Blithe Spirit - The Skylark
A sequence of poetry, prose and music inspired by the skylark, with readers Carolyn Pickles and Adrian Lukis. With Shakespeare, Shelley, Herrick, Hughes and Vaughan Williams.
As Radio 3 is inspired by birds today, this edition of Words and Music hails Shelley's "blithe spirit" - the skylark. This rather nondescript little brown bird fills the skies with the most extraordinary torrent of sound, and has inspired poets and musicians throughout the centuries. Rising vertically from the ground he remains high in the air, fluttering and dropping his "silver chains of sound", before plummeting back down to earth - a "singing firework" as Edmund Blunden put it. How apt that the collective noun for larks is an "exultation".
Carolyn Pickles and Adrian Lukis are the readers - there is poetry from Shakespeare to Shelley, Herrick to Ted Hughes, with lark-inspired folk music, art song, chamber and orchestral music and of course some well-known Vaughan Williams...
Timings (where shown) are from the start of the programme in hours and minutes
Venus and Adonis (excerpt), read by Adrian Lukis
The Lark now leaves his watery nest, read by Carolyn Pickles
To the lark, read by Adrian Lukis
The ecstatic, read by Carolyn Pickles
Rev'd Charles Alexander Johns
The Skylark, read by Adrian Lukis
Lark descending, read by Carolyn Pickles
The Skylark and her Enemy (excerpt), read by Carolyn Pickles
Skylark Researcher, read by Carolyn Pickles
Upon the lark and the fowler, read by Carolyn Pickles
Lark's Song, read by Adrian Lukis
Gerard Manley Hopkins
The Sea and the Skylark, read by Adrian Lukis
Returning we hear the larks, read by Carolyn Pickles
Percy Bysshe Shelley
To a skylark (excerpt), read by Adrian Lukis
Shelley's Skylark, read by Carolyn Pickles
The skylark came, read by Adrian Lukis
The Lark, read by Mary Oliver
The Lark Ascending (excerpt), read by Adrian Lukis
A summer’s evening edition of Words and Music hails Shelley’s “blithe spirit” – the skylark.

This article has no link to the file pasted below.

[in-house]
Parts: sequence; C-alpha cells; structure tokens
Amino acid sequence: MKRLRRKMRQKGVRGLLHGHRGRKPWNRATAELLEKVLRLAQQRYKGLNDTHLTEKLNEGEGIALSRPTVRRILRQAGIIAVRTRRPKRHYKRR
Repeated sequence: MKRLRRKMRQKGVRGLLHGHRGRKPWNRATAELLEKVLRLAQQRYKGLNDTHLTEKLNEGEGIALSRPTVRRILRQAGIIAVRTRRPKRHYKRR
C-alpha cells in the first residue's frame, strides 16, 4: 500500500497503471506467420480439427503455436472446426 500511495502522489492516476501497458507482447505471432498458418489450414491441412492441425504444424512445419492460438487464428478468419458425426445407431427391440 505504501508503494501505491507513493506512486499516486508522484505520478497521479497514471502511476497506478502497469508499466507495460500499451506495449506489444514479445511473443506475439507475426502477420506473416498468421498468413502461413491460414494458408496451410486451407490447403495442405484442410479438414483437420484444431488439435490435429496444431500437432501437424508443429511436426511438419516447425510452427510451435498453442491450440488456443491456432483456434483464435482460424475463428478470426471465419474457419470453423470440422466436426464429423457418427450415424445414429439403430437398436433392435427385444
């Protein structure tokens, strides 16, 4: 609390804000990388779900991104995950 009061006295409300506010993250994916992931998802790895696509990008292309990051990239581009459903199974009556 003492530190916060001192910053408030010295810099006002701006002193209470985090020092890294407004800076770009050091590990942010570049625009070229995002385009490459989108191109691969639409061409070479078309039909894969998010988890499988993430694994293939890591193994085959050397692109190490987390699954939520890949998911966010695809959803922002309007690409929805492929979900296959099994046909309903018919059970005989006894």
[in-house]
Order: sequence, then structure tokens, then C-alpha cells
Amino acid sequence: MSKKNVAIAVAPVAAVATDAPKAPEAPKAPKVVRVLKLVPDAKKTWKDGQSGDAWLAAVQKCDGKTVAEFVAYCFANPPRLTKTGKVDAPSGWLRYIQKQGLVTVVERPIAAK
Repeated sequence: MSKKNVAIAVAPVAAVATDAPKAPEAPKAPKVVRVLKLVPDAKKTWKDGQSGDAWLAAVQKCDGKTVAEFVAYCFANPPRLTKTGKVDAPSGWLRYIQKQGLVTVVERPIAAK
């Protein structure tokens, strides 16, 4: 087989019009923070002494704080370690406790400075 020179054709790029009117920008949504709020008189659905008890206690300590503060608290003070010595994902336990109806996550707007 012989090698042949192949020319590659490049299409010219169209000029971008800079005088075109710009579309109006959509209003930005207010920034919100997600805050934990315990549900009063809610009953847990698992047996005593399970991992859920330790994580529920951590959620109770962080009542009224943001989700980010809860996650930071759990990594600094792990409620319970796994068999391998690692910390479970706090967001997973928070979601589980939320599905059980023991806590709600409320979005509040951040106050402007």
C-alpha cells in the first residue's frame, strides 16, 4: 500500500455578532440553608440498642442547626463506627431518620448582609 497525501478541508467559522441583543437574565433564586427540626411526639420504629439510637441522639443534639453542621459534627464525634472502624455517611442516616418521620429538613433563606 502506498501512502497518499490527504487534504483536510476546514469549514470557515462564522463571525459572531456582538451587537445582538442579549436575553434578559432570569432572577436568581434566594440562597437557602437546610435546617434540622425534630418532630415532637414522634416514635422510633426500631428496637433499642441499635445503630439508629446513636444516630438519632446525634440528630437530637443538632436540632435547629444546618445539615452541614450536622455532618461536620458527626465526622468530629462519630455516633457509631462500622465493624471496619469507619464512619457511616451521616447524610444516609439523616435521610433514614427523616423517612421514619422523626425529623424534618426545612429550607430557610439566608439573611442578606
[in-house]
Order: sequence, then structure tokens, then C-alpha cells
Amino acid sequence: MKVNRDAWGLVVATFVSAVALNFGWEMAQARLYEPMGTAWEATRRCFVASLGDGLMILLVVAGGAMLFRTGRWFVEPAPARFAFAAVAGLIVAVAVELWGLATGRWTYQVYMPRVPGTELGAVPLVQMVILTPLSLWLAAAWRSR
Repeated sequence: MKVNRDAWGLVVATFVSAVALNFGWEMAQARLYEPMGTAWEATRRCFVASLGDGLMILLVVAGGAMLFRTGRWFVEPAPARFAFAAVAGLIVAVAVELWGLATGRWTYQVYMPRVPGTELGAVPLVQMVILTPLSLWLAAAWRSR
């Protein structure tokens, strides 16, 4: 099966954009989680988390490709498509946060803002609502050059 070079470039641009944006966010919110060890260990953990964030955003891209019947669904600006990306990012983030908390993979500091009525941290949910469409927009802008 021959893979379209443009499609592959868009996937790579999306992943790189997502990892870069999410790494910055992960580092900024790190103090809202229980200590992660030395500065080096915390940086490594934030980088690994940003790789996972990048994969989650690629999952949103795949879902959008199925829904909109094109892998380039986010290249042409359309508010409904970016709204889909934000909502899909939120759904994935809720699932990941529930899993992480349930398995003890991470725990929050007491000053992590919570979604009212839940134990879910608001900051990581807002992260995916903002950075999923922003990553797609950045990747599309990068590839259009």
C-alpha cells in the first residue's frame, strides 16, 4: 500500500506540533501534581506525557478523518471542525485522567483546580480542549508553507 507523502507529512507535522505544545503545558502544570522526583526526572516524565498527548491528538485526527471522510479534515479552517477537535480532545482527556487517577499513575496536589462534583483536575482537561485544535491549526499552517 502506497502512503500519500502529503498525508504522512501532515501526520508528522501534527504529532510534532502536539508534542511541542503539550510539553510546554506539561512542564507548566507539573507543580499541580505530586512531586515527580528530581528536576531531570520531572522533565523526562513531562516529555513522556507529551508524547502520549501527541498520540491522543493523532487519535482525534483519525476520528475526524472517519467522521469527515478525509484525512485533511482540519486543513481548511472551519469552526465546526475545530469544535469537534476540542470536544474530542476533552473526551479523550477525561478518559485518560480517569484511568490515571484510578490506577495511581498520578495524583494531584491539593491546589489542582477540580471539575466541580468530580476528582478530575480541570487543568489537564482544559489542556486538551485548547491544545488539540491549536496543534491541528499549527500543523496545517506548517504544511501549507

This rather nondescript-looking little brown bird fills the skies with the most extraordinary torrent of sound, which has inspired poets and musicians throughout the centuries. Rising vertically from the ground he remains high in the air, fluttering and dropping his “silver chains of sound” before plummeting back down to earth – “a singing firework” as Edmund Blunden put it. How apt that the collective noun for larks is an “exultation”.
The lark is the symbol of the early morning, bombarding the sun with music, which is beautiful and inspiring to most of our poets who concentrate on the song and the soaring, the paeans to the morning. But it’s not effortless – you’d expect Ted Hughes to notice that.
The lark is an inspiration to lovers as well. Herrick is one, seeing it as a minister, a priest, officiating at his prayers to his beloved, or in the jazz standard “Skylark”, it’s a hoped-for guide in the search for love.
And the lark represents freedom from our world of pain – singing above the battlefields, above the tempest and the mess of human life; to the extent that Shelley believes the bird must be a spirit, not of this world, inhabiting some other reality. But in our world the lark is as vulnerable to pain as any living creature, despite Bunyan’s best efforts to warn it away from the fowler’s net - Seamus O’Sullivan sings the song of the caged bird. And in fact Diana Hendry reminds us that many people have not seen or heard a skylark at all…Have you?
My music choices range from settings of poetry, including W. E. Henley’s profound “A Late Lark” with music by Delius, folk songs, chamber music, music on the theme of flight, but more than anything else, violin music –obviously the instrument of choice for composers inspired by lark song.
And as for the song itself – a challenge for any poet to emulate in words – Gerard Manley Hopkins and Cecil Day Lewis can do verbal ecstasy – and so can George Meredith, who inspired the climax of this sequence of words and music – Vaughan Williams’ “The Lark Ascending”…
Producer : Elizabeth Funning